Leading up to the 2014 gubernatorial election, when Bruce Rauner defeated the Democratic incumbent Pat Quinn, St. Clair County had 8,360 vote by mail applications. So far this year, it has had more than 13,000 applications for vote by mail ballots.
“It appears there seems to be a more-interested turnout,” St. Clair County Clerk Tom Holbrook said.
The numbers this year top levels in the 2016 presidential election, which saw 11,400 vote by mail applications.
This election, Rauner, the incumbent Republican governor, is being challenged by Democrat J.B. Pritzker, Conservative Sam McCann, and Libertarian Kash Jackson. Also, its the midterm elections, which historically have not gone well for the party in power. That and some hotly contested races for Congress may also be drawing more people to vote early.
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Holbrook said it isn’t uncommon that early voting and requests for ballots by mail is higher because there is no longer a need to have a reason to vote by mail.
“In states that have done this, it increases because people find it so convenient,” he said.
Holbrook didn’t have a specific breakdown of Republican and Democrats. “We’re a 55-45 Democratic county,” and he suspected more Democrats would apply for absentee ballots or vote early.
Madison County also was showing a higher turnout, and showed a higher turnout among Democrats, according to an analysis of data released by the county clerk’s office.
In Madison County, 6,403 people who identify as Democrats, while 3,342 Republicans have requested a mail-in ballot or voted early.
County Clerk Debra Ming-Mendoza said the turnout so far is much higher than in previous midterms.
“We’re at a presidential (election) pace,” Ming-Mendoza said. “I can’t definitively say that by Nov. 6 we’re going to be at 76 or 77 percent like we were at the presidential election, but we’re going to be much higher than any midterm in the past, if we keep the pace we’re going at right now.”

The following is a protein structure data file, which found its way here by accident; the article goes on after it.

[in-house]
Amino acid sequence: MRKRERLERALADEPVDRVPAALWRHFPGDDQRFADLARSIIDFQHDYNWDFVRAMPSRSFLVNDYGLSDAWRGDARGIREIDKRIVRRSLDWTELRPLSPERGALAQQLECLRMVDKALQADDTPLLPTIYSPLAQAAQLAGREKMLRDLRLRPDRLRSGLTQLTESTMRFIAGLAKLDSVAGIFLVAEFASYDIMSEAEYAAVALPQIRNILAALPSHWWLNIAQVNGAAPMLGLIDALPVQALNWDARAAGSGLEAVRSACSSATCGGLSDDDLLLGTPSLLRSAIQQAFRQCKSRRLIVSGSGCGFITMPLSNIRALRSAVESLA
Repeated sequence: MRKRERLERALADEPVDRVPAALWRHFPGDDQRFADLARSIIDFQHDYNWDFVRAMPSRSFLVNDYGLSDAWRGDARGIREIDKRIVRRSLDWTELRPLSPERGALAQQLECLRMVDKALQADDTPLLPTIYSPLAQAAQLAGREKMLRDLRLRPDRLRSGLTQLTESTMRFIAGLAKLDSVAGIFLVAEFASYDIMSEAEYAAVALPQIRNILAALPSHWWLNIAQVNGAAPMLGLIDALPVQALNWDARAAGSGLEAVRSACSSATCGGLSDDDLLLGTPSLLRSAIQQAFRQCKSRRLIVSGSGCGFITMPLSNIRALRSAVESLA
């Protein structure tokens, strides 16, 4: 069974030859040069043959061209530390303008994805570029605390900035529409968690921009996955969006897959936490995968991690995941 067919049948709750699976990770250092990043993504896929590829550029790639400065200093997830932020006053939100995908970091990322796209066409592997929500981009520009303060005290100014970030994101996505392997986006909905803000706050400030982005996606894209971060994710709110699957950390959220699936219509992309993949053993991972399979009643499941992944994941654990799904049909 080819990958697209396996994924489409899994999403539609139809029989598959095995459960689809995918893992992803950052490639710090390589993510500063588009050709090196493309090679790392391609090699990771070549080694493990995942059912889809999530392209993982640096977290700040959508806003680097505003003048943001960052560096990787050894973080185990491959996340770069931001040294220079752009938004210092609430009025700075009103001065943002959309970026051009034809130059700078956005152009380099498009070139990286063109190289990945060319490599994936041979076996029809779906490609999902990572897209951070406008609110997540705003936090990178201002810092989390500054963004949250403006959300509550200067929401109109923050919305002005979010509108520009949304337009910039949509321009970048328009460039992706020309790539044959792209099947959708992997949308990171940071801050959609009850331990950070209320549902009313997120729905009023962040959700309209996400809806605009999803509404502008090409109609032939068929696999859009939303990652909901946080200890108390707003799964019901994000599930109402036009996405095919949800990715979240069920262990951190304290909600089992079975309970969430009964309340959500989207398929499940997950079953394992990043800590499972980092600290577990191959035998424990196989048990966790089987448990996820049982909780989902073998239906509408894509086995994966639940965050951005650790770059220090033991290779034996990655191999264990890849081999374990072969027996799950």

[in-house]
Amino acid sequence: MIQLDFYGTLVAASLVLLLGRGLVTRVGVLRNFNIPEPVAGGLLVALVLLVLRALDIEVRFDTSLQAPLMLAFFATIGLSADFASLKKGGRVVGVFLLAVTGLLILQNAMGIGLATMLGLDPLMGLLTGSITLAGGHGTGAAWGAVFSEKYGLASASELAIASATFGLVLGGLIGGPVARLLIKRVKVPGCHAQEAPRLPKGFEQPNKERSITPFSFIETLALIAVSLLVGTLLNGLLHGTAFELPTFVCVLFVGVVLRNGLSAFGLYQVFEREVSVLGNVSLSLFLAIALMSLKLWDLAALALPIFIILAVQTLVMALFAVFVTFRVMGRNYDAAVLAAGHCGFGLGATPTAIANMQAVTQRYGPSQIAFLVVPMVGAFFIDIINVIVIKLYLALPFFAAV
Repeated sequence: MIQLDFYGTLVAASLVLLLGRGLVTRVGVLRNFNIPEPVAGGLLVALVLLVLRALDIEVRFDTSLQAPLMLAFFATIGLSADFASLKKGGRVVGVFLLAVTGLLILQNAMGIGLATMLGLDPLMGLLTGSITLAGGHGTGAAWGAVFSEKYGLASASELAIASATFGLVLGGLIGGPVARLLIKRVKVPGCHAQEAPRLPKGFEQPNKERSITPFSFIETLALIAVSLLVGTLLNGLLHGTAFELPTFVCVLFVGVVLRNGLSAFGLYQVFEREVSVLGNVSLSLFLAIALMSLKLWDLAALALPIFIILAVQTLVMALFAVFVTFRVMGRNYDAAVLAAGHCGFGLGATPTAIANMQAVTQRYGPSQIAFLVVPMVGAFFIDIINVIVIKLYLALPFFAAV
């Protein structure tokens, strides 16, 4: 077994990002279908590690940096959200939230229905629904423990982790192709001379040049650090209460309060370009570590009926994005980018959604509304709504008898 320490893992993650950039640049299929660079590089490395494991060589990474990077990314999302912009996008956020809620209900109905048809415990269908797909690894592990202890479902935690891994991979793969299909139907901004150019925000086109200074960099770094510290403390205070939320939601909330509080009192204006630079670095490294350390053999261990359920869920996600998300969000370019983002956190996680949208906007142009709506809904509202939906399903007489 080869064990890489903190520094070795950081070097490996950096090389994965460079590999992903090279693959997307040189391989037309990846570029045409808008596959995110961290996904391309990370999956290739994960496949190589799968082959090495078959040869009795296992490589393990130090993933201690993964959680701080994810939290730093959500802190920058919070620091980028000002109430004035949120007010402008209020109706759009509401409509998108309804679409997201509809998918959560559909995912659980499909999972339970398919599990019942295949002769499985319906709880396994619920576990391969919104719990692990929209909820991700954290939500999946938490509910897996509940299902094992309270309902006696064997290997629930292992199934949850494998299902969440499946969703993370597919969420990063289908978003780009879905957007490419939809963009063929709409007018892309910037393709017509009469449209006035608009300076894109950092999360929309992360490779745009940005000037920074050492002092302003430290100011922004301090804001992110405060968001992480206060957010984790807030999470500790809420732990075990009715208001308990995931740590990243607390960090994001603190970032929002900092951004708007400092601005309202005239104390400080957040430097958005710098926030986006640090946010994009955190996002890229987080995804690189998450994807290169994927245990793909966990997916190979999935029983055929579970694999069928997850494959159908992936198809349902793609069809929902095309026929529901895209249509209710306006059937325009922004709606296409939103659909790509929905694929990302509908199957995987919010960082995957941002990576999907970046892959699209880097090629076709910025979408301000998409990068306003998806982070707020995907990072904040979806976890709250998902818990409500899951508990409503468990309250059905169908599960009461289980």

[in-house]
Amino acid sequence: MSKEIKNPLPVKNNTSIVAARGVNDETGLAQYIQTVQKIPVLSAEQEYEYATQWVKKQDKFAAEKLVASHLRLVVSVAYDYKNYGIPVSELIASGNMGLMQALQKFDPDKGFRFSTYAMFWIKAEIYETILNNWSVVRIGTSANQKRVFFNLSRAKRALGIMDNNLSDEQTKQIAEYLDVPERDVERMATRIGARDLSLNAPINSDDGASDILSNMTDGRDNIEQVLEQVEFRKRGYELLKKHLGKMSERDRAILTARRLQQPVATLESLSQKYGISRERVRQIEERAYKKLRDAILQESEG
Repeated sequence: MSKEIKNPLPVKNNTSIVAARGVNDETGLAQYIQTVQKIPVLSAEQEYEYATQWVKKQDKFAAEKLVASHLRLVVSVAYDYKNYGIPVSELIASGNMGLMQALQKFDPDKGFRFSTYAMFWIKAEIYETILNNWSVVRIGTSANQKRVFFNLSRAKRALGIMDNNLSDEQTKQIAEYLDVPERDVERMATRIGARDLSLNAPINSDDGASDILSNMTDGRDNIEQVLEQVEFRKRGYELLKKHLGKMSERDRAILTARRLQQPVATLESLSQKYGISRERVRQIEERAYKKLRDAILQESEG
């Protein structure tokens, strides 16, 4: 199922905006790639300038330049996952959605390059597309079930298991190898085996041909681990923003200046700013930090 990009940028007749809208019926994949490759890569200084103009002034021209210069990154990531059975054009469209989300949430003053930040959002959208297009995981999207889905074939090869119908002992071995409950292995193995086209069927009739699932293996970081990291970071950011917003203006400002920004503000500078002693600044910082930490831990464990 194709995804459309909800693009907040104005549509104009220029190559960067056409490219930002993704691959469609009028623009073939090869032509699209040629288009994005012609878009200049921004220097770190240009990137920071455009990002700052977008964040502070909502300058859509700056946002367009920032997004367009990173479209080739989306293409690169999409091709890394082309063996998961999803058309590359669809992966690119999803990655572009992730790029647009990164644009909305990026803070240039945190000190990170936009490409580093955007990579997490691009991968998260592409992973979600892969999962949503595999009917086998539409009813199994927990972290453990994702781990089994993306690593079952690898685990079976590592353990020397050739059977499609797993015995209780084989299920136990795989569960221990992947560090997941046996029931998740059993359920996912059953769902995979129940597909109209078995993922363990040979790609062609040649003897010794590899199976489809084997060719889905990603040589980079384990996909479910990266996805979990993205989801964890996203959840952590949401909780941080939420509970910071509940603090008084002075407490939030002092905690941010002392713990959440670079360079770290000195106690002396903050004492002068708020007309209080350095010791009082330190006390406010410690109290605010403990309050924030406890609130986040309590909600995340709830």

She said she’ll be interested to see how many are first time voters, or normally don’t vote in midterm elections.
“Something has caught their interest and they are coming to the polls to voice their opinions on issues,” Mendoza said.
Holbrook encouraged people to take advantage of early voting.
“I would urge anyone that can to vote early. You still have time, you could go online and do an application to vote by mail, you can call our office. The early voting sites are open seven days a week … next week we’re open into the evenings,” Holbrook said. “Don’t take a chance and be waiting.
“It appears it will be a pretty decent turnout. Will it be a presidential level? I don’t know that. I can’t foresee that, but I could tell you, compared to a regular governor’s race, if the early voting reflects the interest in the election, and that follows through on Election Day, you don’t want to be standing in a line going to work or coming home from work.”
“It’s their money paying for it, they should be there,” Holbrook added. “It’s a state mandate that we have (these sites) and they should utilize this service if they can.”
For more information on requesting a vote by mail application or early voting madisonvotes.com or http://www.countyclerk.co.st-clair.il.us/elections/Pages/default.aspx.
St. Clair County early voting sites
Belleville: St. Clair County Clerk’s Office at 10 Public Square
Fairview Heights: Caseyville Township Office, 10001 Bunkum Road
Madison County early voting sites
Edwardsville: Madison County Administration Building 157 N. Main St.
Granite City: Township Building 2060 Delmar Ave., Office B
Collinsville: Collinsville Senior Citizen Center 420 E. Main St.
Highland: Louis Latzer Memorial Public Library 1001 9th St.
Madison: Venice Township Hall 910 Madison Ave.
Edwardsville: Southern Illinois University at Edwardsville Morris University Center in the Willow Room.
Troy: Troy City Hall 116 E. Market St.
East Alton: Wood River Township Office 41 S. 9th St.